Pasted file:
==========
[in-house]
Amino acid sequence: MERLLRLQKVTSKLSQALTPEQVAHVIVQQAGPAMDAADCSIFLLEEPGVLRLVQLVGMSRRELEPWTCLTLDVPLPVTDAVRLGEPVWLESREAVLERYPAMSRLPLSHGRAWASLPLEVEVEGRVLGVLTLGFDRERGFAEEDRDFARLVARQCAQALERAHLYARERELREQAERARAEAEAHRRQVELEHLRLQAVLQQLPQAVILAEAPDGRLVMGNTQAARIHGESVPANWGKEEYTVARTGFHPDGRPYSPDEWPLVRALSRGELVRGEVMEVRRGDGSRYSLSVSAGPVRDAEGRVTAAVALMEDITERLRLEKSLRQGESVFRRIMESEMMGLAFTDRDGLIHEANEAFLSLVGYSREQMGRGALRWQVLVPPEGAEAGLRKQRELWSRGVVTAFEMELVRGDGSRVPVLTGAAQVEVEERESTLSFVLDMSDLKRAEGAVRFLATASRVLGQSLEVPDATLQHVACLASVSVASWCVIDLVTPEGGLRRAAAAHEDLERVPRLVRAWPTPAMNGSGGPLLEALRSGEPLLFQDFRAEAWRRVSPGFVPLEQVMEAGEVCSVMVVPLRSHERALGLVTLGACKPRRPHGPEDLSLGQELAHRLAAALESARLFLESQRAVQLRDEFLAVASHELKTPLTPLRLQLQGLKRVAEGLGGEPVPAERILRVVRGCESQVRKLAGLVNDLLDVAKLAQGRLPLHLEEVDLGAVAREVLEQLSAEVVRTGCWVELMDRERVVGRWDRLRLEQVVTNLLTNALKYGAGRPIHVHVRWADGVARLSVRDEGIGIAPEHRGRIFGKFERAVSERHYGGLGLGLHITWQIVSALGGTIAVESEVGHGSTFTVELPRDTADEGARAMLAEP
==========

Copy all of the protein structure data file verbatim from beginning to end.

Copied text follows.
[in-house]
Amino acid sequence: MERLLRLQKVTSKLSQALTPEQVAHVIVQQAGPAMDAADCSIFLLEEPGVLRLVQLVGMSRRELEPWTCLTLDVPLPVTDAVRLGEPVWLESREAVLERYPAMSRLPLSHGRAWASLPLEVEVEGRVLGVLTLGFDRERGFAEEDRDFARLVARQCAQALERAHLYARERELREQAERARAEAEAHRRQVELEHLRLQAVLQQLPQAVILAEAPDGRLVMGNTQAARIHGESVPANWGKEEYTVARTGFHPDGRPYSPDEWPLVRALSRGELVRGEVMEVRRGDGSRYSLSVSAGPVRDAEGRVTAAVALMEDITERLRLEKSLRQGESVFRRIMESEMMGLAFTDRDGLIHEANEAFLSLVGYSREQMGRGALRWQVLVPPEGAEAGLRKQRELWSRGVVTAFEMELVRGDGSRVPVLTGAAQVEVEERESTLSFVLDMSDLKRAEGAVRFLATASRVLGQSLEVPDATLQHVACLASVSVASWCVIDLVTPEGGLRRAAAAHEDLERVPRLVRAWPTPAMNGSGGPLLEALRSGEPLLFQDFRAEAWRRVSPGFVPLEQVMEAGEVCSVMVVPLRSHERALGLVTLGACKPRRPHGPEDLSLGQELAHRLAAALESARLFLESQRAVQLRDEFLAVASHELKTPLTPLRLQLQGLKRVAEGLGGEPVPAERILRVVRGCESQVRKLAGLVNDLLDVAKLAQGRLPLHLEEVDLGAVAREVLEQLSAEVVRTGCWVELMDRERVVGRWDRLRLEQVVTNLLTNALKYGAGRPIHVHVRWADGVARLSVRDEGIGIAPEHRGRIFGKFERAVSERHYGGLGLGLHITWQIVSALGGTIAVESEVGHGSTFTVELPRDTADEGARAMLAEP